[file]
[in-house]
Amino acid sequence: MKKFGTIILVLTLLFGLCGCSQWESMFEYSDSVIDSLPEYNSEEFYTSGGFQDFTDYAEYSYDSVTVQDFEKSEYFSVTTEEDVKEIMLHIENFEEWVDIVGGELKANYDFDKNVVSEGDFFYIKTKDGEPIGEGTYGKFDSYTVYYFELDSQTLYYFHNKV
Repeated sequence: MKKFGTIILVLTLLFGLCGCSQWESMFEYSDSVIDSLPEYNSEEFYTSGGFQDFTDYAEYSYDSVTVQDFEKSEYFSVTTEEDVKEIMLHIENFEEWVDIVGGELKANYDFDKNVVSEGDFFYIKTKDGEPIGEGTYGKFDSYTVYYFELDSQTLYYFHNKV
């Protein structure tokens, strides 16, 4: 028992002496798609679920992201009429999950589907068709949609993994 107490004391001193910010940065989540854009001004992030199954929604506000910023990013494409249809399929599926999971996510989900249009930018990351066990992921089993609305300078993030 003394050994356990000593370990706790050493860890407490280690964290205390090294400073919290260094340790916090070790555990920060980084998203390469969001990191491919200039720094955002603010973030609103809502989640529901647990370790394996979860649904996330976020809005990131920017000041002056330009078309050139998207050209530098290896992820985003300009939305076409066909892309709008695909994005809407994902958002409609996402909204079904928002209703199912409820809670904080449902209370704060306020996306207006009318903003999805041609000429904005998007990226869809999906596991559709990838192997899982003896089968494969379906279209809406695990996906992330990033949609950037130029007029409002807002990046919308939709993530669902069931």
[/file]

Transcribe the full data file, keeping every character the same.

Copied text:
[in-house]
Amino acid sequence: MKKFGTIILVLTLLFGLCGCSQWESMFEYSDSVIDSLPEYNSEEFYTSGGFQDFTDYAEYSYDSVTVQDFEKSEYFSVTTEEDVKEIMLHIENFEEWVDIVGGELKANYDFDKNVVSEGDFFYIKTKDGEPIGEGTYGKFDSYTVYYFELDSQTLYYFHNKV
Repeated sequence: MKKFGTIILVLTLLFGLCGCSQWESMFEYSDSVIDSLPEYNSEEFYTSGGFQDFTDYAEYSYDSVTVQDFEKSEYFSVTTEEDVKEIMLHIENFEEWVDIVGGELKANYDFDKNVVSEGDFFYIKTKDGEPIGEGTYGKFDSYTVYYFELDSQTLYYFHNKV
């Protein structure tokens, strides 16, 4: 028992002496798609679920992201009429999950589907068709949609993994 107490004391001193910010940065989540854009001004992030199954929604506000910023990013494409249809399929599926999971996510989900249009930018990351066990992921089993609305300078993030 003394050994356990000593370990706790050493860890407490280690964290205390090294400073919290260094340790916090070790555990920060980084998203390469969001990191491919200039720094955002603010973030609103809502989640529901647990370790394996979860649904996330976020809005990131920017000041002056330009078309050139998207050209530098290896992820985003300009939305076409066909892309709008695909994005809407994902958002409609996402909204079904928002209703199912409820809670904080449902209370704060306020996306207006009318903003999805041609000429904005998007990226869809999906596991559709990838192997899982003896089968494969379906279209809406695990996906992330990033949609950037130029007029409002807002990046919308939709993530669902069931």